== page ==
"Our Country!
In her intercourse with foreign nations may she always be in the right;
but right or wrong, our country!"

    --Commodore Stephen Decatur

Tuesday, June 8, 2010

Sound as a Pound

The BBC reported today that the British pound took a massive hit as a major ratings agency issued a warning about the scale of the United Kingdom’s debt crisis. Fitch’s warning echoes Britain’s new Prime Minister, David Cameron, by drawing attention to one of the highest debt ratios in the world. At the same time, the loss of confidence in the pound is a warning that no country is safe from the emerging worldwide debt crisis, not even the United States.

Of course, not all debts are bad. The United States is forced maintain a large amount of government debt as a consequence of our position as the world’s dominant reserve currency and the same is true for Britain, although to less of a degree. In order to hold dollars in reserve, a large portion of our debt will be continuously renewed by the same countries that are holding it now. Far more important than the amount of a nation’s debt is whether or not a nation is able to meet its obligations.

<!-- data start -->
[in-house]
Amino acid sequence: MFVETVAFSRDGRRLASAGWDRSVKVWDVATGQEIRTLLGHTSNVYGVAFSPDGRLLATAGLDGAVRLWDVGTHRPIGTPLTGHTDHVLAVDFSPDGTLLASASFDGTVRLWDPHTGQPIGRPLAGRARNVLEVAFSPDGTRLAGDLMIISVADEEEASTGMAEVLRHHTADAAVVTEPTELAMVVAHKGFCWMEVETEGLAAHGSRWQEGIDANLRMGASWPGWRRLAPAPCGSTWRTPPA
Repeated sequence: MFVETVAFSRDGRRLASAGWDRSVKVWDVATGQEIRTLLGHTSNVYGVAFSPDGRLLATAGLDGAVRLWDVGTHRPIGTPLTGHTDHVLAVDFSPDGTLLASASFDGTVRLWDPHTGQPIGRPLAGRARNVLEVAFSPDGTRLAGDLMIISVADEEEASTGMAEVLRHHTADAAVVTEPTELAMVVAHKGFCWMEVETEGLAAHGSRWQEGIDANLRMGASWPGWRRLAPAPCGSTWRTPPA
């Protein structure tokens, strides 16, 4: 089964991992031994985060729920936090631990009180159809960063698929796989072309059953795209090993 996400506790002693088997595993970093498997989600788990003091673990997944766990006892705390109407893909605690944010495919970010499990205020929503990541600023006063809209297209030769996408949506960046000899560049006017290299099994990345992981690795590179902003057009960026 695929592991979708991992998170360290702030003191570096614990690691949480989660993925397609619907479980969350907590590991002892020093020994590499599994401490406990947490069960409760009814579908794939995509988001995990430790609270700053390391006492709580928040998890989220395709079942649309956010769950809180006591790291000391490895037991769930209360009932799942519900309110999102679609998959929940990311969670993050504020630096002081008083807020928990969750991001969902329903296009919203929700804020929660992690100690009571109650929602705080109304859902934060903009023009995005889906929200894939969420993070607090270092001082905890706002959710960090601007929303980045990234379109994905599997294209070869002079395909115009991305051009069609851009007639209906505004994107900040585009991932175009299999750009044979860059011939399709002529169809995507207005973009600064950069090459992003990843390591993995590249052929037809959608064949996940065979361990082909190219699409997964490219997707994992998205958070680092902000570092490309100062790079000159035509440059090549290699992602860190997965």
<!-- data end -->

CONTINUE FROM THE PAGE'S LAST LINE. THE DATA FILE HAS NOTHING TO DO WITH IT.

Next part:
In this regard, a much more important measure than the size of the debt is the ratio of interest payments on the debt to GDP. For 2009, the interest on the U.S. debt totaled more than $383 billion, or about 2.7% of GDP, thanks to extremely low interest rates. Meanwhile, the Guardian reports that the interest on the debt for the United Kingdom is currently about £42 billion, which is about the same in terms of GDP.

That 2.7% may not sound like a lot, but when interest rates start to increase, the ballooning debts here and in the United Kingdom will take an ever larger proportion out of tax revenue. With no end to trillion-dollar deficits in sight, our national debt is well on its way to doubling as a percentage of GDP within a few years compared to the 69% debt-to-GDP ratio of 2008.

It is worth considering that defense spending and government health care each account for about 5-6% of GDP right now, but as the baby-boomer generation ages, government health care expenditures are going to skyrocket. If the ratio of interest on the debt to GDP approaches 5%, the United States will face massive societal upheaval and economic collapse. Britain is making painful choices now in order to avoid this bleak forecast. We postpone the same difficult choices at our peril.

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